But sales were up for some automakers. F-Series sales came in at 65,657 pickups, down 1% as Ford nears the launch of its reworked heavy-duty models. F-Series trucks sales were also down 1 percent as Ford prepares to launch a new Super Duty pickup.
GM, the largest USA automaker, said sales slid 1.9 percent, after analysts projected a 1 percent drop. Retail sales, though, grew 5%, driven by across-the-board increases at Chevrolet, GMC, Buick and Cadillac. Ford said its fleet sales rose 6 percent to 55,321 last month while retail demand dropped 6 percent to 161,158 cars and light trucks. Sales drop were driven by an 8.8 percent decline in auto sales partially offset by a 7.3 percent increase in truck sales.
Fiat Chrysler Automobiles (FCAU), the smallest of Detroit's Big Three, also benefited from the SUV buying frenzy. Gutierrez said automakers are approaching a level of incentive spending last seen during the recession, and that's risky.
"Our retail-focused plan is working and as availability of our new cars, trucks and crossovers continues to grow, we expect to keep our retail sales momentum going and our strong margins intact", said Kurt McNeil, U.S. vice president of Sales Operations, noting GM's daily rental deliveries are down 38% from a year ago. Its affiliate, Kelley Blue Book, said Tuesday that average new-vehicle prices rose 2.5 percent last month compared with a year earlier to $34,264. "More troubling for Ford is the retail sales dip of 6 percent, as both SUVs and cars were down this month". Strong sales of Honda's trucks and SUVs made up for an 8 percent sales decline at its luxury Acura division.
Ford SUV sales were down 5.3%, but sales of the Edge were up 4.9% and sales of the Expedition were up 118.4%. More Chevrolet Silverados and GMC Sierras, the dealers say, mean more sales. Analysts had been expecting a 3% increase. The industry is hoping for a long plateau at a healthy level, but the days of auto sales driving the USA economy appear to be over.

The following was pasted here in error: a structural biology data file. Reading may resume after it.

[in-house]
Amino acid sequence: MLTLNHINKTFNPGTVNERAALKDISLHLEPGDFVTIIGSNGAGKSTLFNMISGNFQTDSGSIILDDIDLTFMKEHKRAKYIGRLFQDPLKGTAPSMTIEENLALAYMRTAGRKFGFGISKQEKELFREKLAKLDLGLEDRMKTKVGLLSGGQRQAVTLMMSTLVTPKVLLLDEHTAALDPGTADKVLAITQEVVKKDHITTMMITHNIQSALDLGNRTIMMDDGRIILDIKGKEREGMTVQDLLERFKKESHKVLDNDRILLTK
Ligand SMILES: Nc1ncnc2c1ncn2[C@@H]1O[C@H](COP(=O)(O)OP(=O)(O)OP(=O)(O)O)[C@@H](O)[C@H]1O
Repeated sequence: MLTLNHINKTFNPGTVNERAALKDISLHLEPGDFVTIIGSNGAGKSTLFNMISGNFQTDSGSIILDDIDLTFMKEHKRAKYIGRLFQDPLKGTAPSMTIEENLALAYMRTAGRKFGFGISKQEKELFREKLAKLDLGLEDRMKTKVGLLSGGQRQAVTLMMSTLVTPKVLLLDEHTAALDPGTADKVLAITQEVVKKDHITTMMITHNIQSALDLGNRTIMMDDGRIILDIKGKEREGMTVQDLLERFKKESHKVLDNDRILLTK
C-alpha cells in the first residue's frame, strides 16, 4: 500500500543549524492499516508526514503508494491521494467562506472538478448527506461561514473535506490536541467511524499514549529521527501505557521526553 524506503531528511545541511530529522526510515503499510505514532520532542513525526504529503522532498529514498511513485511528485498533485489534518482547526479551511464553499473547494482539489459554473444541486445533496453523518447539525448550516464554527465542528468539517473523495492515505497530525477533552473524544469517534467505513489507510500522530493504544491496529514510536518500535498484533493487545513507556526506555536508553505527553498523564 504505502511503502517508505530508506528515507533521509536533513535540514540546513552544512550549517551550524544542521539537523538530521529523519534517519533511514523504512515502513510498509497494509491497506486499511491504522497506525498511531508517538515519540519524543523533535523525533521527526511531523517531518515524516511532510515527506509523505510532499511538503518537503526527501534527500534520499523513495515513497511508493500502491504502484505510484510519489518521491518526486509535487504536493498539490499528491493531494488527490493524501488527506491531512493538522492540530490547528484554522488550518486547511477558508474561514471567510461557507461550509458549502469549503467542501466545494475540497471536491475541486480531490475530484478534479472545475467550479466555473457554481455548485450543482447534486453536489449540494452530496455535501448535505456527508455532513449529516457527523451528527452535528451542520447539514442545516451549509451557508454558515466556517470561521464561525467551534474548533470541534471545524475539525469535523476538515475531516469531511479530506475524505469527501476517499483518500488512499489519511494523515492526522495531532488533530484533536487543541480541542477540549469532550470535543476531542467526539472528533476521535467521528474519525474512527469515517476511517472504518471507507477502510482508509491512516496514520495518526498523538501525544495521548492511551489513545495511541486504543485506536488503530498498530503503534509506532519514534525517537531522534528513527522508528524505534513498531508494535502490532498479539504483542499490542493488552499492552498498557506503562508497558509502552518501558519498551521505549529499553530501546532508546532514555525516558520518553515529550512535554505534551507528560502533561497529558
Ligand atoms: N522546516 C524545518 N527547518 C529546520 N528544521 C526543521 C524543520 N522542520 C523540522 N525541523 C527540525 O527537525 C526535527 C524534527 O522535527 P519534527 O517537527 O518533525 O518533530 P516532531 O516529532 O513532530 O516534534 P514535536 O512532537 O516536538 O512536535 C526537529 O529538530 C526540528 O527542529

Citi analyst Itay Michaeli said sales volume should fall in August in part because of fewer weekends than in July. That marks the fifth-straight month, and the eighth in nine months, that vehicle sales have declined. The Japanese company sold a monthly record of 77,740 utility vehicles and pickups, a 10% gain year-over-year, while auto sales ticked 1% lower.
Analysts' estimates of July sales, on an annualized basis, ranged from 17.5 million to 18.1 million vehicles.
While some analysts believe low interest rates and gasoline prices, along with rising lease penetration, will continue to support growth, adding to 2015's record volume, others believe pent-up demand has been exhausted.
Jessica Caldwell, head of industry analysis at Edmunds, said automakers will have to create and promote more attractive financing offers to outperform 2015's sales output.
To date, U.S. sales for the Ford brand are up 3.2% at 1,507,132 vehicles delivered. A previous version of this article misstated that they rose.
Fiat Chrysler's sales were flat at 180,727.